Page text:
monopsony


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mo·nop·so·ny

 (mə-nŏp′sə-nē)
n. pl. mo·nop·so·nies
A market situation in which the product or service of several sellers is sought by only one buyer.

[mon(o)- + Greek opsōniā, purchase of food; see duopsony.]

mo·nop′so·nist n.
mo·nop′so·nis′tic adj.

monopsony

(məˈnɒpsənɪ)
n, pl -nies
(Economics) a situation in which the entire market demand for a product or service consists of only one buyer
[C20: mono- + Greek opsōnia purchase, from opsōnein to buy]
moˌnopsoˈnistic adj

mo•nop•so•ny

(məˈnɒp sə ni)

n., pl. -nies.
the market condition that exists when there is only one buyer for a product or service from a large number of sellers.
[1930–35; mon- + Greek opsōnía shopping, purchase of provisions]
mo•nop′so•nist, n.

monopsony

the market condition that exists when only one buyer will purchase the products of a number of sellers. — monopsonist, n.monopsonistic, adj.
See also: Trade

monopsony

A market in which there are multiple suppliers but only one buyer.
ThesaurusAntonymsRelated WordsSynonymsLegend:
Noun1.monopsony - (economics) a market in which goods or services are offered by several sellers but there is only one buyer
market, marketplace, market place - the world of commercial activity where goods and services are bought and sold; "without competition there would be no market"; "they were driven from the marketplace"
economic science, economics, political economy - the branch of social science that deals with the production and distribution and consumption of goods and services and their management
Translations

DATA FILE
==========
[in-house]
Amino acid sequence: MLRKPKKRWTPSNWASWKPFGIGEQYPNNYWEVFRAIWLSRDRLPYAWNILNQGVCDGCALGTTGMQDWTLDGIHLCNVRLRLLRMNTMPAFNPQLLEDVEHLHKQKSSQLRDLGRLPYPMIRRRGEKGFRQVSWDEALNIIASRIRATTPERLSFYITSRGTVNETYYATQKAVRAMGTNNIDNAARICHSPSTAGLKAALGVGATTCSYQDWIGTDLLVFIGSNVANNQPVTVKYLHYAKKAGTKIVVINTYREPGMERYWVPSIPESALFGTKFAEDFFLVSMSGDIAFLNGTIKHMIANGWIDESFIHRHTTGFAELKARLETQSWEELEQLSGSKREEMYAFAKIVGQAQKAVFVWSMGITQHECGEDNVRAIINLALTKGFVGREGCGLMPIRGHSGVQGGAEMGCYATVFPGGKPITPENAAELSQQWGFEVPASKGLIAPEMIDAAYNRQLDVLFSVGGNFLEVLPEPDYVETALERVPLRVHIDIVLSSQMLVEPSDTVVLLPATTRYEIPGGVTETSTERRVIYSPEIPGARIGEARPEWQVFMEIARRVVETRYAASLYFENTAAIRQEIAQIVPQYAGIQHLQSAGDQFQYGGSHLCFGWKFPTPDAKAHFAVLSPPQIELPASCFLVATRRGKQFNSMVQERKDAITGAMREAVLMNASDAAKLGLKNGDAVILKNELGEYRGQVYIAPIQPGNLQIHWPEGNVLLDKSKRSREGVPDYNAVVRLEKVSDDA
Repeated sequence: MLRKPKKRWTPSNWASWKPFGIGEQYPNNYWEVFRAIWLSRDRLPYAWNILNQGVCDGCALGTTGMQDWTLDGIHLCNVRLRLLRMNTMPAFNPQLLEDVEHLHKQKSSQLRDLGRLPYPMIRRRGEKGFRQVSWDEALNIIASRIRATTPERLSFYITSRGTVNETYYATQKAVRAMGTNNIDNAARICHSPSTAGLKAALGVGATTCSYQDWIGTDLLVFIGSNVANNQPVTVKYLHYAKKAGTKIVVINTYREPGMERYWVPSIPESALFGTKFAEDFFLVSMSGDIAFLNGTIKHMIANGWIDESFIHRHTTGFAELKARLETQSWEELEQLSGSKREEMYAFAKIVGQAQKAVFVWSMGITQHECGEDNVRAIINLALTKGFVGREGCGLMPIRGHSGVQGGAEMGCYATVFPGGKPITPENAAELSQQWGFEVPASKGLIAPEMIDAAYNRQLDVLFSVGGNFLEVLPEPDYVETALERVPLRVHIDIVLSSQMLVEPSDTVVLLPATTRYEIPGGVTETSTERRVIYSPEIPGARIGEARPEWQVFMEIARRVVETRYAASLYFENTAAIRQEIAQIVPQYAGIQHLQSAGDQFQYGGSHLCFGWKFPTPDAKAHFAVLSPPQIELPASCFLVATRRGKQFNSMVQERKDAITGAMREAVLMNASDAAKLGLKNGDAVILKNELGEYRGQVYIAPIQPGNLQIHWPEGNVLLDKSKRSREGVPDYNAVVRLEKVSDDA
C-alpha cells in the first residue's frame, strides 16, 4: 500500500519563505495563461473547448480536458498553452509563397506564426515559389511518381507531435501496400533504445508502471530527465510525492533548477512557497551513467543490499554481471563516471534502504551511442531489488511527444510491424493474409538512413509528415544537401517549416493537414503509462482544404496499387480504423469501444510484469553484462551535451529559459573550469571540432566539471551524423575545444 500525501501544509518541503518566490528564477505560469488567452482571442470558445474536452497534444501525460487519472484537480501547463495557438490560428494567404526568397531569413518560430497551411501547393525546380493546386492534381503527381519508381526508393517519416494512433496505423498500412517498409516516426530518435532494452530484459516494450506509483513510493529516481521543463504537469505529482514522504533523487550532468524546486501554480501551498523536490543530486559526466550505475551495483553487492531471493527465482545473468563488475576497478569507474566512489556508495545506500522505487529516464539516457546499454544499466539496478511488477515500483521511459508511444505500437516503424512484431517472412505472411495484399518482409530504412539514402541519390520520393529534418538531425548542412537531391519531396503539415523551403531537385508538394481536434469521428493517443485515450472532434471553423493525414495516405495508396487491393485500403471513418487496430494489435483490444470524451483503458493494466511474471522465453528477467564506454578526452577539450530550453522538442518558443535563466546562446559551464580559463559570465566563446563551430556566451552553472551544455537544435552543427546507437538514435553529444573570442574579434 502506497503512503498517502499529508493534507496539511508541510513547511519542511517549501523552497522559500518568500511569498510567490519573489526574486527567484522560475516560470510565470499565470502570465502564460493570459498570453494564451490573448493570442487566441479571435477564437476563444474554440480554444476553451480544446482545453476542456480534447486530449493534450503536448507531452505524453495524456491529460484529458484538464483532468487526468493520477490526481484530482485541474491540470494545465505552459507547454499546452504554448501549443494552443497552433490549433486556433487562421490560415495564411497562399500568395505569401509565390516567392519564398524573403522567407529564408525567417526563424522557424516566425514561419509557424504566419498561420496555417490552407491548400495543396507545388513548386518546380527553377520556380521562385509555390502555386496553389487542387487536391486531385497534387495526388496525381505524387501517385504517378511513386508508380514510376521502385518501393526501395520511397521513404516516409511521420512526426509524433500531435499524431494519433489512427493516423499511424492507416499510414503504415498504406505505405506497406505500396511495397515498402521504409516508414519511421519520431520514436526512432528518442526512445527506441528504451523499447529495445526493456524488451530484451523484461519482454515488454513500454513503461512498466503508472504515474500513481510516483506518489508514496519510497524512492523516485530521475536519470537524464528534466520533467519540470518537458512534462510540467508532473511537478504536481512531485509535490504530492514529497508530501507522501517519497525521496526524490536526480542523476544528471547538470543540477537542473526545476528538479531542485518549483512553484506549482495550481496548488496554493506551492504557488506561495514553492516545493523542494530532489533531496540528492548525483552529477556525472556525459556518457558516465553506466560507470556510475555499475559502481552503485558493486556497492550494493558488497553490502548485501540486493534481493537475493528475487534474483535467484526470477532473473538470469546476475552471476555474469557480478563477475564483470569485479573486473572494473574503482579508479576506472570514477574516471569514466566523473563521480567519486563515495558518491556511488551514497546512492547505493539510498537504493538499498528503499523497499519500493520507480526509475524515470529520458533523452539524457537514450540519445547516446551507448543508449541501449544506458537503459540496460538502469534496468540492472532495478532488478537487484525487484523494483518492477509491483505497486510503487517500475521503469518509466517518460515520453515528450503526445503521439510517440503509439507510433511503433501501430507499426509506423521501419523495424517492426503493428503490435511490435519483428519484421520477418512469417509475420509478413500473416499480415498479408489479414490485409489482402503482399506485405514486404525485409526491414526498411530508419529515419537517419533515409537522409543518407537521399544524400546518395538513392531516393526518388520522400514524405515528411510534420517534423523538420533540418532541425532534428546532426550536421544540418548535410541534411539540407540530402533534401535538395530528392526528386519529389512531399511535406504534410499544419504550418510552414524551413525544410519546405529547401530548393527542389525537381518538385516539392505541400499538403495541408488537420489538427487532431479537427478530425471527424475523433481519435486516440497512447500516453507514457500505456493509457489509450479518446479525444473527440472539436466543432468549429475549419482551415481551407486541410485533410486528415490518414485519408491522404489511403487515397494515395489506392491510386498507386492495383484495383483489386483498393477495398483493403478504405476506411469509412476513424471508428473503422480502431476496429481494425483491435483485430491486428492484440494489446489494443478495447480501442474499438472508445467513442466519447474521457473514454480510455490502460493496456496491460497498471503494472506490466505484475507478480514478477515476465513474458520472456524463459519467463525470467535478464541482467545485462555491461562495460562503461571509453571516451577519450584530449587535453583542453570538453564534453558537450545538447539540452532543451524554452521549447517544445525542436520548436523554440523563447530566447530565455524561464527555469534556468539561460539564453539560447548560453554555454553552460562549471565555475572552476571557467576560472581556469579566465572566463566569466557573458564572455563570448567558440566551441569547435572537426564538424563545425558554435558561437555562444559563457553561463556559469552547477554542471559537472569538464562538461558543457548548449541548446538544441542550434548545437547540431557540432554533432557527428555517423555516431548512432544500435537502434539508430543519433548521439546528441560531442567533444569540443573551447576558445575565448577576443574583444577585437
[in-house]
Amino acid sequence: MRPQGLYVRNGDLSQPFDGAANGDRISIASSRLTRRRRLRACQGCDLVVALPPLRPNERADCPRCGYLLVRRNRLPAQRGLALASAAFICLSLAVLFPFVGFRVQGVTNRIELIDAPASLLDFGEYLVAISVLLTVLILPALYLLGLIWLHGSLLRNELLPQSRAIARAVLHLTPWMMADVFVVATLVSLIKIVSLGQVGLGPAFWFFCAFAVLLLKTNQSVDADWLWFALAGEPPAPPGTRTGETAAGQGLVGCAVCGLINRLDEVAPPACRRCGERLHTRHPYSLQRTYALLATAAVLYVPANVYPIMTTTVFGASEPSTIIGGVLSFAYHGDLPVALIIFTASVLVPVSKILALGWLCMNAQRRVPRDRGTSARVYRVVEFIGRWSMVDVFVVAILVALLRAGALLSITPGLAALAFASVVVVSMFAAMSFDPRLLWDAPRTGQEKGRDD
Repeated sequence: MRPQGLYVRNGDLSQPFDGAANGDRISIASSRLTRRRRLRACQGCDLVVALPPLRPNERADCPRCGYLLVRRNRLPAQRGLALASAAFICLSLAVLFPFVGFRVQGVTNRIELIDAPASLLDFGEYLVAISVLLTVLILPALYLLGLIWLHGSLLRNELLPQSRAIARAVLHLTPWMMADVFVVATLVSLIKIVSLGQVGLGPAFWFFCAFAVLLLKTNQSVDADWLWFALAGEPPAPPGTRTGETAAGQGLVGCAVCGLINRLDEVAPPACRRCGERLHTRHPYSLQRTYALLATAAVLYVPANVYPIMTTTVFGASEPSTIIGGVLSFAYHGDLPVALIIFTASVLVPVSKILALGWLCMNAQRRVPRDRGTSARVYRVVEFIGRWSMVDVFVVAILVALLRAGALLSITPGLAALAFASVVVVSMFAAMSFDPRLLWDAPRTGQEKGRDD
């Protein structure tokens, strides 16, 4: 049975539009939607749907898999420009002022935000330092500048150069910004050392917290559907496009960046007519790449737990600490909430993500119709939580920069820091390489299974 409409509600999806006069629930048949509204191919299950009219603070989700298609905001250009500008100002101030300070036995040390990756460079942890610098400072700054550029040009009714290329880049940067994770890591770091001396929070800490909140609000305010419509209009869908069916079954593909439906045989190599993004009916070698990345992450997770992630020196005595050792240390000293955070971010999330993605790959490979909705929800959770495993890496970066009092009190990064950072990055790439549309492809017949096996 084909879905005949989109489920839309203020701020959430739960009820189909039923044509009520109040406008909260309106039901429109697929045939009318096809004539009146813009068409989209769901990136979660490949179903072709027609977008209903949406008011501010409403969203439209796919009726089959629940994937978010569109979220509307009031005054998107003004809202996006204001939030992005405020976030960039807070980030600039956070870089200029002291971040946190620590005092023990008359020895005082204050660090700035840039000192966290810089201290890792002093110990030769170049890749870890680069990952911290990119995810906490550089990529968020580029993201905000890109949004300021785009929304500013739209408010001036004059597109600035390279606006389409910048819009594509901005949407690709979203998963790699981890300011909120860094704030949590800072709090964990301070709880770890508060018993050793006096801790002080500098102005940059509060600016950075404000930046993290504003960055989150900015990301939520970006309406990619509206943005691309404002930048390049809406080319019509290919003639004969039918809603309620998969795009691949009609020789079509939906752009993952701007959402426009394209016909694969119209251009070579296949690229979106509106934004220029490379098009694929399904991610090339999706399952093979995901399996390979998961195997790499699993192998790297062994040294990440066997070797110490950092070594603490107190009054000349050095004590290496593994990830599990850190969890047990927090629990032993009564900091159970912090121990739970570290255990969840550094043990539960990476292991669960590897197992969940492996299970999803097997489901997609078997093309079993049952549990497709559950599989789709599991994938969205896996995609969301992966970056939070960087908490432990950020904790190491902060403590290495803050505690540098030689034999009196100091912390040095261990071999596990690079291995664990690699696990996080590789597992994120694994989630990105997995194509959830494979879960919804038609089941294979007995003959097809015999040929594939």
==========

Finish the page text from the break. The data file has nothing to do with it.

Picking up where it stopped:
monopsony

[məˈnɒpsənɪ] Nmonopsonio m
References in periodicals archive ?
I've long argued that this would help raise farmgate prices received by our farmers with more competition to buy their products, rather than have a single large processor dictate monopsony prices that squeeze our farmers, as is still common in our countryside.
This was, and remains, crucial to farmers' receiving a fair price, because of what economists call monopsony power.
If employers face little competition for labor (say, in a "company town") and so have monopsony power, they can pay labor less than the workers' marginal product, resulting in some would-be workers opting for leisure.
When there is monopsony power in a labour market, the monopsony wage and employment level are set below the competitive equilibrium, which results in a wage rate below the value of marginal product for each worker.
Although taxpayers outside the beltway may have initially found this practice to be an advantage, there are some troubling consequences of the use of monopsony power.
There is only one scenario in which minimum wage laws have the opportunity to permanently raise the wages of workers - the oligopsony/monopsony model (from now on referred to as the monopsony model).
1) His analysis, however, is only convincing as long as the non-discriminating monopsony is treated with one variable factor of production.
But so are market conditions approaching monopsony - the domination by a single buyer.
Women tend to be hired in sectors with low rents (weak employer capacity to pay), to be impeded by immobility brought about by family position and access to welfare benefits, and thus to be unprotected to monopsony employer power.
18) In those circumstances, however, when a buyer with monopsony power forces those suppliers to disfavor the buyer's rivals, injuring the suppliers as well as the rivals, those sellers would deserve protection from the exercise of buyer power.